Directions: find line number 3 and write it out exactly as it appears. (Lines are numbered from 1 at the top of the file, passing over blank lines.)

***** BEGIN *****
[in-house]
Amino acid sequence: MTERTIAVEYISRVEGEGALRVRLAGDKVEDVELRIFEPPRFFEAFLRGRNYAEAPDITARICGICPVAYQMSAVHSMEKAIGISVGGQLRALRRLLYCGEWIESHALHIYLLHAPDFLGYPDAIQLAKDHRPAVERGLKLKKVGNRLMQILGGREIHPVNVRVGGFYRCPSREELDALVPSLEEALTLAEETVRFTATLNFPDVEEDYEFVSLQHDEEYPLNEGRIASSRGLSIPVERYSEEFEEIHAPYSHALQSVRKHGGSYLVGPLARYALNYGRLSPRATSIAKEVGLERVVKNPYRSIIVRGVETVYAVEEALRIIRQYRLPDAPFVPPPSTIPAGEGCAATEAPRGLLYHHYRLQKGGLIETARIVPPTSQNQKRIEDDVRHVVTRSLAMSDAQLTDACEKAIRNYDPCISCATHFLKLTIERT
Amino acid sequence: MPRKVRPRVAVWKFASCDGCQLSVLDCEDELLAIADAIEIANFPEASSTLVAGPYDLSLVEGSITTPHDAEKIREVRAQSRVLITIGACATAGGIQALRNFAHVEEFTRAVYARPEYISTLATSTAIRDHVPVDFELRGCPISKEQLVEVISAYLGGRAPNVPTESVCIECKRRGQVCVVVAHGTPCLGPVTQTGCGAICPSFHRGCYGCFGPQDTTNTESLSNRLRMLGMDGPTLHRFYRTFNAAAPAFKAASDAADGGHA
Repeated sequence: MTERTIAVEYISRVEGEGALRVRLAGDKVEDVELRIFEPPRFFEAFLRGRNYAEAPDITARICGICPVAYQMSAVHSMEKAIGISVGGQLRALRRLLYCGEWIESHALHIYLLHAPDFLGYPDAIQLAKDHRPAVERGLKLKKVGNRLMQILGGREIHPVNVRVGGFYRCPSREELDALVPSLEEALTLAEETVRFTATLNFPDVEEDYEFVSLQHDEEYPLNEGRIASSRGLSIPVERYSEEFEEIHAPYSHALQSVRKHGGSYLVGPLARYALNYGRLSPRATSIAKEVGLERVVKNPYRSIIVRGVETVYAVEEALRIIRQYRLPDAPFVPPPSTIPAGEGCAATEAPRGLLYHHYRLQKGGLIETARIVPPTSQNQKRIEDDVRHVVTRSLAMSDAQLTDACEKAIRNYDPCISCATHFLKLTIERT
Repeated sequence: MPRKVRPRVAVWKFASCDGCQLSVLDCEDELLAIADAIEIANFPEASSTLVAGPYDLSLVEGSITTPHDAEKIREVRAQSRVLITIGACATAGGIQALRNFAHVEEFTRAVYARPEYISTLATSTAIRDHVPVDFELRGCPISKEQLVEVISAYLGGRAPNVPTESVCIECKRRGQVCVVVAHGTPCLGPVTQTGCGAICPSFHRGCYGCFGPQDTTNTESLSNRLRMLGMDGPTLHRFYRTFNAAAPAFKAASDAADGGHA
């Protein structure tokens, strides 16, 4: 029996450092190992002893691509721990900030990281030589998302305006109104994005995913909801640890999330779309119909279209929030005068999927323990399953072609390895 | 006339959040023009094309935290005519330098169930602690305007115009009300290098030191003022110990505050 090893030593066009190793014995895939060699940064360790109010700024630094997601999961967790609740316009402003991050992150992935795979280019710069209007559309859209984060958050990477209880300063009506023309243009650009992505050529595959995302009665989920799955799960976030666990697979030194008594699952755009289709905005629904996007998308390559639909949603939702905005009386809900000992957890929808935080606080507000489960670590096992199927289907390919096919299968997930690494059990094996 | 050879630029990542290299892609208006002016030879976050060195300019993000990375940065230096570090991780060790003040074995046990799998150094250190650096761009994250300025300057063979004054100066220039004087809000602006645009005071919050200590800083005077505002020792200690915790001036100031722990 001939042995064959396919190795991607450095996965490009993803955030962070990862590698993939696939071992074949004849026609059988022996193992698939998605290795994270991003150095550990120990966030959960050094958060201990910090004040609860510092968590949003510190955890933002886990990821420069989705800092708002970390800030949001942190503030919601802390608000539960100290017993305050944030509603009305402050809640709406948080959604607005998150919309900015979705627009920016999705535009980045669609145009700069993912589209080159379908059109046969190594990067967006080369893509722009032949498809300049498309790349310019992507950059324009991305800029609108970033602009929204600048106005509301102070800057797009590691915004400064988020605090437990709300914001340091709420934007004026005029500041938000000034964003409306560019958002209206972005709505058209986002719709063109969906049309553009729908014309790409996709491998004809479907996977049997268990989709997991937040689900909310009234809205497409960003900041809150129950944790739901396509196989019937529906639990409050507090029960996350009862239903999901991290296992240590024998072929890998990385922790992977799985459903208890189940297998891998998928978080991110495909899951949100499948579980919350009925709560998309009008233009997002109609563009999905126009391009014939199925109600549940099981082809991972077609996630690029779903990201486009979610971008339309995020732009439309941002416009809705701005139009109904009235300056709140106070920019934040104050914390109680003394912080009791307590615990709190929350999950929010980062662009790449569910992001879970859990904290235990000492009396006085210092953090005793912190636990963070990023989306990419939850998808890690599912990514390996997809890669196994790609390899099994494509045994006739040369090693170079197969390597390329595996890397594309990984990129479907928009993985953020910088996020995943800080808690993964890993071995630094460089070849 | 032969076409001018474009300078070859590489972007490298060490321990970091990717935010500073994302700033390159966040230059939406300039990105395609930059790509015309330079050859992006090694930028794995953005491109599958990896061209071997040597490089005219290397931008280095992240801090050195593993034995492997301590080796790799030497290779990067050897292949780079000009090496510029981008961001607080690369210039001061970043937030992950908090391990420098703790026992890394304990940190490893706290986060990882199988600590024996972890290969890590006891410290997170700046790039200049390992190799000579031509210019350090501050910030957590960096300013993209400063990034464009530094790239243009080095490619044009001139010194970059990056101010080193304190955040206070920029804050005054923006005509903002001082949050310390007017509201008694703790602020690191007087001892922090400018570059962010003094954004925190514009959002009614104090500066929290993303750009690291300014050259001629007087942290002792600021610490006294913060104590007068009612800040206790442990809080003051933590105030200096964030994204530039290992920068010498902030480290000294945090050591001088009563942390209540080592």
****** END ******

Amino acid sequence: MPRKVRPRVAVWKFASCDGCQLSVLDCEDELLAIADAIEIANFPEASSTLVAGPYDLSLVEGSITTPHDAEKIREVRAQSRVLITIGACATAGGIQALRNFAHVEEFTRAVYARPEYISTLATSTAIRDHVPVDFELRGCPISKEQLVEVISAYLGGRAPNVPTESVCIECKRRGQVCVVVAHGTPCLGPVTQTGCGAICPSFHRGCYGCFGPQDTTNTESLSNRLRMLGMDGPTLHRFYRTFNAAAPAFKAASDAADGGHA